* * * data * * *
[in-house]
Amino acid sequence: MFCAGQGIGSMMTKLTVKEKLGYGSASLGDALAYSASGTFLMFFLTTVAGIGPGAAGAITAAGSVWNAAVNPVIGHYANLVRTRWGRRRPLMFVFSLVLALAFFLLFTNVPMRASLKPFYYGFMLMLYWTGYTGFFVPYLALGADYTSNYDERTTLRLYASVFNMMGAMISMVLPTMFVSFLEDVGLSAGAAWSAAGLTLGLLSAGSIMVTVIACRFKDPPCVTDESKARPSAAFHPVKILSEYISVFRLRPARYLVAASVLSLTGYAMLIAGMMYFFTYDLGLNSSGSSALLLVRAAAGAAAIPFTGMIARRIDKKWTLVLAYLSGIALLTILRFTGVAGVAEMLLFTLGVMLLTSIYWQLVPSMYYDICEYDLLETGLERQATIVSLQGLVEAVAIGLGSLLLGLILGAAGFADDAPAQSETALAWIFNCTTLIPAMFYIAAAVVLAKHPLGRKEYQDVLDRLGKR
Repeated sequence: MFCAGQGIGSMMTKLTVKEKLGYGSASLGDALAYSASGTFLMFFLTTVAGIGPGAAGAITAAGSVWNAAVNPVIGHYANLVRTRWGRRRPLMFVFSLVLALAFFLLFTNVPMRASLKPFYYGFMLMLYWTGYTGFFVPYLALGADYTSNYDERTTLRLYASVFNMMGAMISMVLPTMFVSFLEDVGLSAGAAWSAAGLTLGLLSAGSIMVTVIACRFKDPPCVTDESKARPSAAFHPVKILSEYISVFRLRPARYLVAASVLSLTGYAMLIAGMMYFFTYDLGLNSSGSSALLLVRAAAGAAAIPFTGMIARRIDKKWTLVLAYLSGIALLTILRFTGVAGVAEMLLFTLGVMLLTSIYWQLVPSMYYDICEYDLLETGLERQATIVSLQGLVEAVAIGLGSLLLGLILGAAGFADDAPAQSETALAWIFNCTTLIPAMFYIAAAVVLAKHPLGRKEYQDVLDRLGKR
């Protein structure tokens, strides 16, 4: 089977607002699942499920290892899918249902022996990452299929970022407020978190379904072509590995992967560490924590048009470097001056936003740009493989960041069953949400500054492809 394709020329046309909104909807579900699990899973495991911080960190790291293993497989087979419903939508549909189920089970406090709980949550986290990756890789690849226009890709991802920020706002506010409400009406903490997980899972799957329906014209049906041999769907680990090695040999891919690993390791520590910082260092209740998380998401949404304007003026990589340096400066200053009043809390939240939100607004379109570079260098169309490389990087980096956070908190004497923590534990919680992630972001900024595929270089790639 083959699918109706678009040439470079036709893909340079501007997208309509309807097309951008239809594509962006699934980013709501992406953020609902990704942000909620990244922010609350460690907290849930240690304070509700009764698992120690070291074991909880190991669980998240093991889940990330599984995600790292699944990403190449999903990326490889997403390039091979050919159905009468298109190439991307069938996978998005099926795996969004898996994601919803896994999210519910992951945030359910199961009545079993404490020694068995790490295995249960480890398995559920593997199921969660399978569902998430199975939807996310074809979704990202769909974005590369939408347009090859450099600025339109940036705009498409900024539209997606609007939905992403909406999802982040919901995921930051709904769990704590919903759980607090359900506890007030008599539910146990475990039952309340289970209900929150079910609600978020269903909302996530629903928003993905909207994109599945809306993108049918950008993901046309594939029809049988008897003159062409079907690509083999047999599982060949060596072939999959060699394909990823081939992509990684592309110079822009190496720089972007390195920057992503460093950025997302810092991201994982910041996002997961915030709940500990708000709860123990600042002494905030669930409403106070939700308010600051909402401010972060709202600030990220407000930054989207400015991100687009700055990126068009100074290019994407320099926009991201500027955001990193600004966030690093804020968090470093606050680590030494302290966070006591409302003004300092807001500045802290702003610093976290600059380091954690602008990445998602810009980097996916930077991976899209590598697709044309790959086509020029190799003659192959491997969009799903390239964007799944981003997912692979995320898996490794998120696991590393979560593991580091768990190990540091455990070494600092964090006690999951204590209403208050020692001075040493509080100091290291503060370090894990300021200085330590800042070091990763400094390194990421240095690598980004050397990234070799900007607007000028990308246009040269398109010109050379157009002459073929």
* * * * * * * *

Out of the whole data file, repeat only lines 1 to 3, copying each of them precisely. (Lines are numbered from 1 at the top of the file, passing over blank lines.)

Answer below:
[in-house]
Amino acid sequence: MFCAGQGIGSMMTKLTVKEKLGYGSASLGDALAYSASGTFLMFFLTTVAGIGPGAAGAITAAGSVWNAAVNPVIGHYANLVRTRWGRRRPLMFVFSLVLALAFFLLFTNVPMRASLKPFYYGFMLMLYWTGYTGFFVPYLALGADYTSNYDERTTLRLYASVFNMMGAMISMVLPTMFVSFLEDVGLSAGAAWSAAGLTLGLLSAGSIMVTVIACRFKDPPCVTDESKARPSAAFHPVKILSEYISVFRLRPARYLVAASVLSLTGYAMLIAGMMYFFTYDLGLNSSGSSALLLVRAAAGAAAIPFTGMIARRIDKKWTLVLAYLSGIALLTILRFTGVAGVAEMLLFTLGVMLLTSIYWQLVPSMYYDICEYDLLETGLERQATIVSLQGLVEAVAIGLGSLLLGLILGAAGFADDAPAQSETALAWIFNCTTLIPAMFYIAAAVVLAKHPLGRKEYQDVLDRLGKR
Repeated sequence: MFCAGQGIGSMMTKLTVKEKLGYGSASLGDALAYSASGTFLMFFLTTVAGIGPGAAGAITAAGSVWNAAVNPVIGHYANLVRTRWGRRRPLMFVFSLVLALAFFLLFTNVPMRASLKPFYYGFMLMLYWTGYTGFFVPYLALGADYTSNYDERTTLRLYASVFNMMGAMISMVLPTMFVSFLEDVGLSAGAAWSAAGLTLGLLSAGSIMVTVIACRFKDPPCVTDESKARPSAAFHPVKILSEYISVFRLRPARYLVAASVLSLTGYAMLIAGMMYFFTYDLGLNSSGSSALLLVRAAAGAAAIPFTGMIARRIDKKWTLVLAYLSGIALLTILRFTGVAGVAEMLLFTLGVMLLTSIYWQLVPSMYYDICEYDLLETGLERQATIVSLQGLVEAVAIGLGSLLLGLILGAAGFADDAPAQSETALAWIFNCTTLIPAMFYIAAAVVLAKHPLGRKEYQDVLDRLGKR